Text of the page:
Universal Banking and the Performance of German Firms
Universal banking is an alternative mechanism to a stock market for risk-sharing, for providing information for guiding investment, and for contesting corporate governance. In Germany, where the stock market has historically been small, banks hold equity stakes in firms and have proxy voting rights over other agents' shares. In addition, banks lend to firms and have representatives on corporate boards. If a banking relationship is a substitute for the stock market, then interaction with a bank should improve the performance of firms. But, if banks have private information about firms that they lend to and have monopolistic control over access to external capital markets, then bank interests may conflict with those of other equityholders, especially those whose shares are voted by the banks in proxy. We empirically investigate the influence of banks on the performance of German firms taking account of banks' equity holdings, the extent of banks' proxy voting rights, and the ownership structure of the firms' equity. We test for conflicts-of-interest in bank behavior and ask whether the relationship between banks and firms has changed between the 1970s and 1980s.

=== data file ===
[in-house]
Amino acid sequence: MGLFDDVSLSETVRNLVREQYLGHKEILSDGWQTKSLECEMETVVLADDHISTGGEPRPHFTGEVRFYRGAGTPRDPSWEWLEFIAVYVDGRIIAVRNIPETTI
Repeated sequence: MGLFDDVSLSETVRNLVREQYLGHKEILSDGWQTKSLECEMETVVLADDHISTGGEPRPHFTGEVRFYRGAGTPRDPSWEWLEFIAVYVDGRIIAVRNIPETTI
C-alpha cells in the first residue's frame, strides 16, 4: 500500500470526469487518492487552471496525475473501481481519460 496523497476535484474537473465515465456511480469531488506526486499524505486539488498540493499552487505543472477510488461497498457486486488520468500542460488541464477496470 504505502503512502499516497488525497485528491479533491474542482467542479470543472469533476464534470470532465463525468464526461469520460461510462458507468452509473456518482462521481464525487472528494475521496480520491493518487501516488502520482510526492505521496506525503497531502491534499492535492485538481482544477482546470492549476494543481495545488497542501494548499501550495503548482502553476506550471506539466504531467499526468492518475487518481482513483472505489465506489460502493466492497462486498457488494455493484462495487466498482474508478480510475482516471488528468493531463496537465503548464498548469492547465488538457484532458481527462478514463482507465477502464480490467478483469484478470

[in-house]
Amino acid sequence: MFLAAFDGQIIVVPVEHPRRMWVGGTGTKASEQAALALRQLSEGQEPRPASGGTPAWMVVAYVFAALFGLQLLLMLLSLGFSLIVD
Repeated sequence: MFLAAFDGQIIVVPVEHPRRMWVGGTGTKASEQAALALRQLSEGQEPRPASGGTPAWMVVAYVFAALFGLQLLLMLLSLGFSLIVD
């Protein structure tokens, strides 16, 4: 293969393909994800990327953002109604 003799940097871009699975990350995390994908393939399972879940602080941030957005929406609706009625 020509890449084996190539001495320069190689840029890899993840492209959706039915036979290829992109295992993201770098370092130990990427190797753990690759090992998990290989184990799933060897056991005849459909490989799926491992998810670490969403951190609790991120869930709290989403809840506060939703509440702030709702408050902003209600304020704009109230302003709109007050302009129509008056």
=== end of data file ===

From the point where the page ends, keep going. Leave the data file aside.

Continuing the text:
Gorton, Gary and Frank A. Schmid. "Universal Banking And The Performance Of German Firms," Journal of Financial Economics, 2000, v58(1-2,Jan), 29-80. citation courtesy of